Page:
Morning Roundup: Daimler loses discrimination suit; Portland misses Smart Cities bid

A day of losses in today’s news: Jury finds Daimler Trucks guilty of age discrimination, Portland loses Smart Cities bid and Union Pacific will resume oil transport.

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Daimler saga continues. A former engineering manager for Daimler Trucks North America won a $1.2 million age discrimination suit today. Josef Loczi, 57, asserted Dailmer fired him because of his age. Daimler CEO Martin Daum, whom we profiled in this month’s issue, testified that Loczi was fired because of his performance. The Oregonian reports Daimler was not allowed to defend itself against the age discrimination claim because the judge had sanctioned the company for acting in bad faith when it failed to hand over evidence to Loczi’s attorneys. A punitive damages trial has not yet been scheduled but is expected soon.

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Oil on track. Union Pacific will resume its crude oil transportation through the Columbia Gorge. Transportation officials called for a moratorium on oil trains last week, but Union Pacific officials say they will resume service anyway. It’s been three weeks since 16 cars derailed in Mosier spilling 42,000 gallons of oil, and forcing 100 people to evacuate due to the resulting fire. OPB has more.


The problem spreads. The housing crisis isn’t restricted to the Portland metro area. Prineville has a 0% vacancy rate. The Bend Bulletin reports construction workers building two data centers [one for Facebook and one for Apple] in Prineville are living in hotel rooms because there’s no where else to stay. About 17% of occupied hotel rooms are filled by construction workers.

Let the pot taxes begin. Just one day after we discussed the possibility of counties and cities in Oregon approving a 3% tax on recreational marijuana, Lane County has moved forward on sending the tax to voters. The Lane County Board of Commissioners gave a unanimous nod yesterday to the county tax. Read more from The Register-Guard.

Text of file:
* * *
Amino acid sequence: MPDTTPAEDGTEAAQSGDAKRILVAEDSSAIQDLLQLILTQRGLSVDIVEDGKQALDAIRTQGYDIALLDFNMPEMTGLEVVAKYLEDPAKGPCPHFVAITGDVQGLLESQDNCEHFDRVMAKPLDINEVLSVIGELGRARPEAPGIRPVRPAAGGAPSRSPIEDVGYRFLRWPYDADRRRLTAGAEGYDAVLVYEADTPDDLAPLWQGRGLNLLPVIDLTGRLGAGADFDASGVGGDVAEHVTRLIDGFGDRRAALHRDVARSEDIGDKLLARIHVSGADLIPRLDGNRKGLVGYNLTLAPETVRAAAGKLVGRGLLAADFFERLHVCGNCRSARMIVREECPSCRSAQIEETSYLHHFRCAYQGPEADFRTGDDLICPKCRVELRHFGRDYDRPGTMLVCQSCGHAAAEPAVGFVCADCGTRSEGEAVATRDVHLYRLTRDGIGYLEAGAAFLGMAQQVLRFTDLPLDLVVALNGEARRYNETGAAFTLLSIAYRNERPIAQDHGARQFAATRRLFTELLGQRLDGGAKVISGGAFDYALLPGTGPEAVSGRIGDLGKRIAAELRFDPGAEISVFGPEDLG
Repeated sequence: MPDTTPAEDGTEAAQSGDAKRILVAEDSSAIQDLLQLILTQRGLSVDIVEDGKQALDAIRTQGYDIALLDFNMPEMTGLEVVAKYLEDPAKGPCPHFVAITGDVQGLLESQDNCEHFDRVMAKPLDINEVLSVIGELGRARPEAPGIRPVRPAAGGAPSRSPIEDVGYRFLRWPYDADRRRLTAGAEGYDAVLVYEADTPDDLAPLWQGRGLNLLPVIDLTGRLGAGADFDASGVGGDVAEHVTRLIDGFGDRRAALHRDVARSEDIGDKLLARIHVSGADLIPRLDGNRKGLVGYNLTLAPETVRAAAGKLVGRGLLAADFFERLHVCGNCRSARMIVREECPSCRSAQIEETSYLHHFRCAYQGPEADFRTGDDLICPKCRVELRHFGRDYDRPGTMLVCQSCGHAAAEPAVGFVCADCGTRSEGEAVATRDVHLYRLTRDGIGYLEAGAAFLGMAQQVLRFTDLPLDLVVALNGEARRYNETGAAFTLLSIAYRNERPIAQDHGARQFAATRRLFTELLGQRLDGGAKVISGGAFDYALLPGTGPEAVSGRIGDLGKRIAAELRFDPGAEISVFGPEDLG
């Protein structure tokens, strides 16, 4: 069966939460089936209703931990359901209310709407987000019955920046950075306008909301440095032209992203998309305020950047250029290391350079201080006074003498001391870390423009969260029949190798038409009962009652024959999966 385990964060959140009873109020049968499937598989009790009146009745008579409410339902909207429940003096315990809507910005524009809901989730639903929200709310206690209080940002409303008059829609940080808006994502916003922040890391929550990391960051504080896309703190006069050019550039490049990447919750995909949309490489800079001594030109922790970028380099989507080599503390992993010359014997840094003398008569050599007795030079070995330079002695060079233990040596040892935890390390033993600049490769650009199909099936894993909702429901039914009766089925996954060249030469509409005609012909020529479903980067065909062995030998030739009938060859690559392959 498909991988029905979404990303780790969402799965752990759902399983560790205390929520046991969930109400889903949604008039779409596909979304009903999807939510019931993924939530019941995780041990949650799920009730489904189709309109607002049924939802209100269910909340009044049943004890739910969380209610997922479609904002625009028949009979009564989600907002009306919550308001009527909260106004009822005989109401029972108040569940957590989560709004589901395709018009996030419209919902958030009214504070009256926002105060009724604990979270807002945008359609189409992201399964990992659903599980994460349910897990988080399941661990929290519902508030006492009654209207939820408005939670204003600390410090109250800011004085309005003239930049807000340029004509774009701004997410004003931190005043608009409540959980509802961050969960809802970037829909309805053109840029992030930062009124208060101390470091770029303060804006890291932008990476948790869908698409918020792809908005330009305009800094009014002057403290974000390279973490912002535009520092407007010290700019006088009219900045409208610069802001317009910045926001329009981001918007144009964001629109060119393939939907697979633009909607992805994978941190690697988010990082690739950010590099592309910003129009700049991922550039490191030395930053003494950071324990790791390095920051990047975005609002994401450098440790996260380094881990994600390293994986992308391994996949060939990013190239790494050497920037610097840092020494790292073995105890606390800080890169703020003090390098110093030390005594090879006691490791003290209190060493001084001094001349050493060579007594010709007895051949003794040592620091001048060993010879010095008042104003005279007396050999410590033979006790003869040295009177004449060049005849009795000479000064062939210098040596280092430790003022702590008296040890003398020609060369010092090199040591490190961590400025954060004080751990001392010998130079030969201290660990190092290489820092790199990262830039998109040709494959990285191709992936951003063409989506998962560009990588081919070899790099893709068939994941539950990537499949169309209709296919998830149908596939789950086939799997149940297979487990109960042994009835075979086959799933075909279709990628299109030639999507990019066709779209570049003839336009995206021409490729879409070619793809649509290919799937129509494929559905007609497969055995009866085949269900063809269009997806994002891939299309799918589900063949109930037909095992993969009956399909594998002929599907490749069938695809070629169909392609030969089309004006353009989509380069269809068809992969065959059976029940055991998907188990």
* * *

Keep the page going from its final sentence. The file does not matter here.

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Test case. The Oregon Department of Education is considering a blanket rule, requiring all schools to test for lead and other contaminants in its water. Amidst concerns of contaminated water earlier this month, the DOE encouraged schools to test its water while students are on summer vacation, but the department doesn’t have the authority to require testing. This rule, if approved, would make Oregon the second state to require lead testing. New York was the first. The Statesman Journal has more.

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Transit dreams, dashed. The city of Portland lost its much anticipated bid for a $40 million Smart Cities grant. The city’s application for the federal grant included apps, and electric buses and a range of other smart transportation options. The Oregonian has more. In related news:  Seattle’s new subway is world class, says OB Editor Linda Baker. 


Consolidating an empire. Elon Musk has offered $3 billion from Tesla to buy SolarCity. Musk is the CEO of Tesla, and cofounder of SolarCity. The bid would bring together the two parts of his energy empire. Tesla produces battery packs and electric vehicles, while SolarCity focuses on solar cells for residential homes and businesses. Business Insider has more on the proposed deal.

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Software sale. In other trade news, Dell has agreed to sell its software division for more than $2 billion to Francisco Partners and Elliot Management. The sale will help Dell refocus its portfolio after the company purchased EMC Corp for $67 billion last year. Reuters has more.